Today is Tuesday, so this post is on creating positive personal impact.
I read a lot. Often, I find great content for this blog in local and national newspapers. That’s the case for today’s post. As you know, you create positive personal impact in three ways. 1) Developing and nurturing your unique personal brand. 2) Dressing to impress. 3) Conducting yourself in a polite and respectful manner.
Sunday’s Denver Post had an interview with Mary Crane, entitled “Closing the Gaps in Office Etiquette Among Generations.” Ms. Crane is a consultant who focuses on office protocol. She says, “I am hearing and receiving a number of phone calls from people in both corporate America as well as law firms, complaining about the increasing ‘coarseness’ of the work environment.” When asked about the biggest workplace faux pas she says, “Somewhere along the line, we have forgotten the importance of saying please and thank you.”
I agree, polite people say “please and thank you.” I travel a lot, so I often get upgraded to first class. When a flight attendant asks what I would like to drink I say, “May I please have a glass of sparkling water.” When he or she brings it I always say, “Thanks a lot.”
Yesterday, on a flight from Denver to Newark, when asked what he wanted to drink, the man sitting next to me said, “water, no ice.” He didn’t even acknowledge the flight attendant when he brought the drink. We chatted a little during the flight. After a career on Wall Street, this man was now an angel investor in small tech start ups. He was a sophisticated guy, yet he didn’t take the time to say “please and thank you.” I don’t get it.
Moving on to personal branding…I always tell my executive coaching clients that if they don’t brand themselves, someone else will. In an op ed piece in yesterday’s Wall Street Journal, Douglas E. Schoen began by saying, “With the Democratic nomination all but decided, it’s time for Barack Obama to start defining himself in the context of the general election – before the Republicans define him.”
This is a perfect example of the point I make about personal branding. If you don’t brand yourself, others will. And, they may brand you in a manner that is not how you would like others to think of you. In “Straight Talk for Success,” I tell the story of a smart, creative, hard working friend who got branded – incorrectly — as “immature.” This negative brand was so powerful that he found himself blocked for promotion in his company. He eventually had to leave that company and start anew. Today he is a very successful entrepreneur. He attributes some of his success to the personal brand he developed after he left the company where he had branded as immature.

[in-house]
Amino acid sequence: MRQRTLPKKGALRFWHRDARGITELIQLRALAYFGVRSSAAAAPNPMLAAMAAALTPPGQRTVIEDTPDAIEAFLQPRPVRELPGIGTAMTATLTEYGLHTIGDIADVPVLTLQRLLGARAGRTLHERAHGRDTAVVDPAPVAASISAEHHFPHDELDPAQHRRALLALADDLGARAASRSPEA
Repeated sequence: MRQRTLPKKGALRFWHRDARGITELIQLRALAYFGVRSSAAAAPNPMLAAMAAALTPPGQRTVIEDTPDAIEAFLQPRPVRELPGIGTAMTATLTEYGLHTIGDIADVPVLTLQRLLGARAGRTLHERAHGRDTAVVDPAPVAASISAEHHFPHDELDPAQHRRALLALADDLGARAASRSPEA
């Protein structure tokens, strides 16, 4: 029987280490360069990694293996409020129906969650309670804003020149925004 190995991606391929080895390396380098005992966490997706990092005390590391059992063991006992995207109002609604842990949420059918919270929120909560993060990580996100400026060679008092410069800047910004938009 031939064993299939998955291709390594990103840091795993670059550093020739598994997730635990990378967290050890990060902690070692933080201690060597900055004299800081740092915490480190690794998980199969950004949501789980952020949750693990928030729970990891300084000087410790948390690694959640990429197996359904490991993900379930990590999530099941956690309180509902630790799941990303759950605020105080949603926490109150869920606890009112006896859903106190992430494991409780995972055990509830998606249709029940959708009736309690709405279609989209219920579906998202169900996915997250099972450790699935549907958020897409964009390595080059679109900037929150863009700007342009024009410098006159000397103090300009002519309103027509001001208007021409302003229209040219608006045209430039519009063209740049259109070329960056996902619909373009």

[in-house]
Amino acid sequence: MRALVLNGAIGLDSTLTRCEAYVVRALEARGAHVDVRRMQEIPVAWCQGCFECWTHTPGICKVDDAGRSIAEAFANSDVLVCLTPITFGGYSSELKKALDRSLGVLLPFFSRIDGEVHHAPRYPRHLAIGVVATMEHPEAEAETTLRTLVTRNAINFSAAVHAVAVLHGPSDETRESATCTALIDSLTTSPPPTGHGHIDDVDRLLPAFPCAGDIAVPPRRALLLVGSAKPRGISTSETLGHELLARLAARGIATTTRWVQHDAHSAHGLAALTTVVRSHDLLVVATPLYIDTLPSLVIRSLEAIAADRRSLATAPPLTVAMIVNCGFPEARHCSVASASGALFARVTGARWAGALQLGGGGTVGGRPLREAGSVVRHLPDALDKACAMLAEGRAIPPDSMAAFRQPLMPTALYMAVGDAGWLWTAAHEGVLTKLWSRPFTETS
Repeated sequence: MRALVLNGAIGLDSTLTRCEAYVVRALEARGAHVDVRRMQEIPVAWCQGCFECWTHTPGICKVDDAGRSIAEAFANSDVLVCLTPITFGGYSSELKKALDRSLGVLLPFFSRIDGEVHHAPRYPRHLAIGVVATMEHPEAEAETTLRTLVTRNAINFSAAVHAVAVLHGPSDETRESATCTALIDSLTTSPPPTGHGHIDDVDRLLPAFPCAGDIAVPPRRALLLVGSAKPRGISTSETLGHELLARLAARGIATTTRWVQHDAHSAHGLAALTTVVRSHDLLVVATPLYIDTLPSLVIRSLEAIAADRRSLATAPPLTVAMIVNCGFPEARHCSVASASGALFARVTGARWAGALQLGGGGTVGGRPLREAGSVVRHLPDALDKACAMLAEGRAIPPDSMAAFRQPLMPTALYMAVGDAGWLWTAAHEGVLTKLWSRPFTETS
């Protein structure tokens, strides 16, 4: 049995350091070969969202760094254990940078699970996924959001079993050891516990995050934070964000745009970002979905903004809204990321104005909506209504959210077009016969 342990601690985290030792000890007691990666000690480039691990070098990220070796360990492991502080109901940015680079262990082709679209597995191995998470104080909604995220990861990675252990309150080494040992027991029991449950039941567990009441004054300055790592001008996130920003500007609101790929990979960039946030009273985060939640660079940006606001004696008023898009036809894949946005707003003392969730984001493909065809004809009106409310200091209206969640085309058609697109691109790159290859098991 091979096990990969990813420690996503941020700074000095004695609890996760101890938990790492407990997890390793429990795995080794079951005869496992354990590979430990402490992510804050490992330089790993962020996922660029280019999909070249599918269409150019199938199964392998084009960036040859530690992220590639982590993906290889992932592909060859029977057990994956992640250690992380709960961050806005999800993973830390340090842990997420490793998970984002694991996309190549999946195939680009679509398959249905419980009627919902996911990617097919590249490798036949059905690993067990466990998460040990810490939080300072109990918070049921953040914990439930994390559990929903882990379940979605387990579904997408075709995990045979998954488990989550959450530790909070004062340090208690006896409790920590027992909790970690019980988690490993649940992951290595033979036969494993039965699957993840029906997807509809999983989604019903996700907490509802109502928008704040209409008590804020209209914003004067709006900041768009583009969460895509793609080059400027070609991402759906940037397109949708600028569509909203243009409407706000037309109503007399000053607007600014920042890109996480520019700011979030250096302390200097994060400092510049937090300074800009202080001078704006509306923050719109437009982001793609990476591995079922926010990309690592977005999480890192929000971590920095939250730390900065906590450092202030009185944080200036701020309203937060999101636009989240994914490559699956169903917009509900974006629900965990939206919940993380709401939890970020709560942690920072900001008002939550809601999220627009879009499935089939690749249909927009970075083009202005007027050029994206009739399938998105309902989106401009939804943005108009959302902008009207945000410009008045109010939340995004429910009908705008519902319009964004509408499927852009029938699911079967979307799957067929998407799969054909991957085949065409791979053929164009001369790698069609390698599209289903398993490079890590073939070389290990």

Another point on branding…your brand should be built on integrity. Yesterday’s Journal had another interesting piece called “Does Being Ethical Pay?” The editors asked the question, “Will buyers actually reward good corporate behavior by paying more for products – and will they punish irresponsible behavior by paying less?” They conducted a series of experiments to get at the answers. The result? “Consumers are willing to pay a small premium for ethically produced goods. But they’ll punish an unethically made product even more harshly, by buying it only at a steep discount.”
The personal branding implications are clear. People who are seen as ethical have an advantage over people who are seen as unethical. Whether you act in an ethical manner because you think it’s the right thing to do, to gain a small advantage, or to avoid problems, the point is clear. Build your personal brand on integrity.
The common sense points here are simple. Take the time to say “please and thank you.” You’ll stand out in a world where many people don’t. Actively choose and promote your personal brand. If you don’t brand yourself, others will – and you may not like the result. Finally, build your brand on ethics and integrity. You’ll feel better about yourself, and others will notice and reward you.
That’s it for today. Thanks for reading. Log on to my website www.BudBilanich.com for more common sense and to subscribe to my weekly newsletter “Common Sense.”
I’ll see you around the web and at Alex’s Lemonade Stand.
PS: Speaking of Alex’s Lemonade Stand, my fundraising page is still open. Please go to www.FirstGiving.com/TheCommonSenseGuy to read Alex’s inspiring story and to donate if you can.